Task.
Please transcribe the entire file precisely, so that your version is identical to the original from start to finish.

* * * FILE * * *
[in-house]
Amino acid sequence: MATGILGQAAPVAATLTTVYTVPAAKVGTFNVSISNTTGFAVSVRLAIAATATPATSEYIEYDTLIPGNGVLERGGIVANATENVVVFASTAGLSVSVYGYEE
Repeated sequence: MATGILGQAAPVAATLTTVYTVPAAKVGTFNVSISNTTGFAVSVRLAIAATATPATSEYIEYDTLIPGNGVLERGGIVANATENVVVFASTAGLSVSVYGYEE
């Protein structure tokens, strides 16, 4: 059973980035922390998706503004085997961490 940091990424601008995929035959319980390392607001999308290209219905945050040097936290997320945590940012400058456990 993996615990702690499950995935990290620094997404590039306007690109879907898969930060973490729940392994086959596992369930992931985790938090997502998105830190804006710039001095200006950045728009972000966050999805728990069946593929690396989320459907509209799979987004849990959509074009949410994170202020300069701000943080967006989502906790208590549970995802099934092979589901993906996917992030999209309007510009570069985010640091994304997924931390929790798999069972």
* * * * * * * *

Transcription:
[in-house]
Amino acid sequence: MATGILGQAAPVAATLTTVYTVPAAKVGTFNVSISNTTGFAVSVRLAIAATATPATSEYIEYDTLIPGNGVLERGGIVANATENVVVFASTAGLSVSVYGYEE
Repeated sequence: MATGILGQAAPVAATLTTVYTVPAAKVGTFNVSISNTTGFAVSVRLAIAATATPATSEYIEYDTLIPGNGVLERGGIVANATENVVVFASTAGLSVSVYGYEE
């Protein structure tokens, strides 16, 4: 059973980035922390998706503004085997961490 940091990424601008995929035959319980390392607001999308290209219905945050040097936290997320945590940012400058456990 993996615990702690499950995935990290620094997404590039306007690109879907898969930060973490729940392994086959596992369930992931985790938090997502998105830190804006710039001095200006950045728009972000966050999805728990069946593929690396989320459907509209799979987004849990959509074009949410994170202020300069701000943080967006989502906790208590549970995802099934092979589901993906996917992030999209309007510009570069985010640091994304997924931390929790798999069972």